Unveiling beauty. Alice Borioni’s first collection at Altaroma

By Valentina Alvarado

The collection mixes Borioni’s fascination for fashion history, architecture, art, and cultural research in a convincing and enchanting capsule

As a student of both Accademia di Belle Arti di Macerata and Accademia del Lusso di Roma, the 21-year-old fashion designer Alice Borioni presented her first capsule collection at ALTAROMA, an event set in Rome and aiming to promote emerging fashion talents in the Italian landscape.

The collection has a particular, striking and ever-present iconic element, the veil. Veils have been commonly used for a long time and in different cultures as an element to conceal and hide. However, through veiling with sheer fabrics, the designer intends to enhance beauty, she gives us a sneak peek of a more intimate and precious exquisiteness, inducing a curious feeling in the beholder, augmenting the individuality of the wearer, and adding mystery and drama.

The collection mixes Borioni’s fascination for fashion history, architecture, art, and cultural research as she references her interests in her work. For instance, one of the most stunning pieces of the collection is the headpiece net made with Swarovski and metal chains, featured as a jewellery piece on the all-white outfit. The piece appears as a sort of veil not made from fabric that covers part of the head, the forehead and the face leaving only the eyes uncovered. The accessory was inspired by the sculpture Il Disinganno by Francesco Queirolo in which a fisherman tries to release himself from a fishnet. The original artwork, much like Borioni’s tribute, uses the net element just as an accessory that is meant to enhance what is covered. 

The collection also features the use of tulle fabric to replicate, on the body, the effect that arabesques on windows produce when light hits them. Creating shapes and figures that enhance what is seen underneath. For this, Giuseppe Sanmartino’s Veiled Christ was also a key inspiration element as it is a sculpture that features a veil covering the face of Christ, however, just like in Borioni’s work, the sculpture uses the veil as a layer to allow us to appreciate and awe at the beauty of the Christ hidden underneath.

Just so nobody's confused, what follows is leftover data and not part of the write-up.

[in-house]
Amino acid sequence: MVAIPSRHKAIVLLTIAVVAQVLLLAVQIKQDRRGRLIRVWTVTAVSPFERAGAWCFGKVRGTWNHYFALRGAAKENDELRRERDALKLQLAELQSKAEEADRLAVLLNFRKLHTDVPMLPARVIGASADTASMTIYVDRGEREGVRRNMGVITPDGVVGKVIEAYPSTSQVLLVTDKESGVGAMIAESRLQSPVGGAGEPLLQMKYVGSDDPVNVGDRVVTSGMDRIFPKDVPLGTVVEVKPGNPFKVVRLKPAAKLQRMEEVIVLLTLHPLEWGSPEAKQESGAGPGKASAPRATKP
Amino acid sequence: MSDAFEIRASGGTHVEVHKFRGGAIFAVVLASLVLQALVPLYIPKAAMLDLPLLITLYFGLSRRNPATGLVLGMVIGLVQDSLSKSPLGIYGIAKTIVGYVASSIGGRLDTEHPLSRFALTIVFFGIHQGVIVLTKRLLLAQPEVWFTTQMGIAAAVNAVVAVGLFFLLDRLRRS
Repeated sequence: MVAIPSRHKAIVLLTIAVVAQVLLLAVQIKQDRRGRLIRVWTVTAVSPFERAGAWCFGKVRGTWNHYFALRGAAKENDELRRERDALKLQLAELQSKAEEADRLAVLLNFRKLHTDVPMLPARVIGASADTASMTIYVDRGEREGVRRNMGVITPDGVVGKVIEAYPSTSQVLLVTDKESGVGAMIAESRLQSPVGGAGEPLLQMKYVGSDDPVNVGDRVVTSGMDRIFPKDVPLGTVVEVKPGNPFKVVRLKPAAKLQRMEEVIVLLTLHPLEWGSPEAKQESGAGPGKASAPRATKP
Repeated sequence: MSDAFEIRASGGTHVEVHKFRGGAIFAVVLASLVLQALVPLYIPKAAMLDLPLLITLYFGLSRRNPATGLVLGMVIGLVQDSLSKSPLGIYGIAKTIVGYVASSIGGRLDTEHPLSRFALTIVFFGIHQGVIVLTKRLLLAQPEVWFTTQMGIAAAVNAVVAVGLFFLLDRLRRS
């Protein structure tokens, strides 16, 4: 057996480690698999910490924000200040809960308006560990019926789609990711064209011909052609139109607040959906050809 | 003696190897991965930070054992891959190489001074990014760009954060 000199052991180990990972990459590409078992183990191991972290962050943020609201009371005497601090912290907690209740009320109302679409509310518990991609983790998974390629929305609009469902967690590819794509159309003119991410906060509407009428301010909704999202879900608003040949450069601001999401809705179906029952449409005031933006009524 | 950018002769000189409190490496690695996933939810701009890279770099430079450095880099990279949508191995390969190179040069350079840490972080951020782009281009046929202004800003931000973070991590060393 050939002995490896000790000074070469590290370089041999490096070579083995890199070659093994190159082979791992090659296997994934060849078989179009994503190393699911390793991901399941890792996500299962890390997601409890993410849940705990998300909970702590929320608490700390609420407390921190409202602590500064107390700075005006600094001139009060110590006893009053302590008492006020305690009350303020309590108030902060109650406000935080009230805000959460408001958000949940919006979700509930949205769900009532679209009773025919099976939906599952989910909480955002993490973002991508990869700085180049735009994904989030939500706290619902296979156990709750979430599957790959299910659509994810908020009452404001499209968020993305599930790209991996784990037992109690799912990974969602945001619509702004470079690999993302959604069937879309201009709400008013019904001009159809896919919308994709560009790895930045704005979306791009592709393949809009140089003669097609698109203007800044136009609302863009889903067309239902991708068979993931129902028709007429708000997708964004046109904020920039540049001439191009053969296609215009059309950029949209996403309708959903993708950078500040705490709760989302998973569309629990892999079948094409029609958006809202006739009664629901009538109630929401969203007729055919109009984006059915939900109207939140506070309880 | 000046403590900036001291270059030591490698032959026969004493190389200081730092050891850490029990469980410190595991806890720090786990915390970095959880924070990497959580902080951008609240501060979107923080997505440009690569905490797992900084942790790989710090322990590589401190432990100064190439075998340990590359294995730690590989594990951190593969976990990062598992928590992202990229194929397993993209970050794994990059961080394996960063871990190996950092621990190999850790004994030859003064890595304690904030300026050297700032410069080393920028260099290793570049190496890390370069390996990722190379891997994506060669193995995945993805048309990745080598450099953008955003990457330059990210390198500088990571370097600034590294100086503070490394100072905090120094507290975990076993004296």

Borioni also looked at Arab women as a source of inspiration as she sees them as women who maintain their own identity even in a globalized world in which western ideas and aesthetics seem to permeate, and sometimes overcome, cultural practices and traditional garments. She was also motivated by her overall experience growing up in which she, like many teenagers, was faced with the decision of following her peers and blending in with the rest or remaining true to herself and risking being seen as some type of outcast. 

As a designer, her interest in fashion started at a very young age. During her childhood, she would experience some feelings of not-belonging and she would not feel represented by the clothes offered for girls her age. From a necessity to feel comfortable and enhanced by what she wore and the desire to dream about garments beyond the ones traditionally proposed her, she started to create, draw, and design clothes that would not expose her flaws but elevate her and her personal image she had of herself. 

Although she encountered several challenges and obstacles while developing the capsule collection and making it come alive, Borioni never contemplated failure as an outcome, and thanks to the support of her professor, Antonio Martino, and her family she overcame the difficulties that the fashion industry may pose for an up-and-coming independent designer. Borioni hopes to follow a trajectory in fashion in which she can continue to include a vision of poetics, history and culture that will lead her to a path of success for which presenting at ALTAROMA was just the beginning.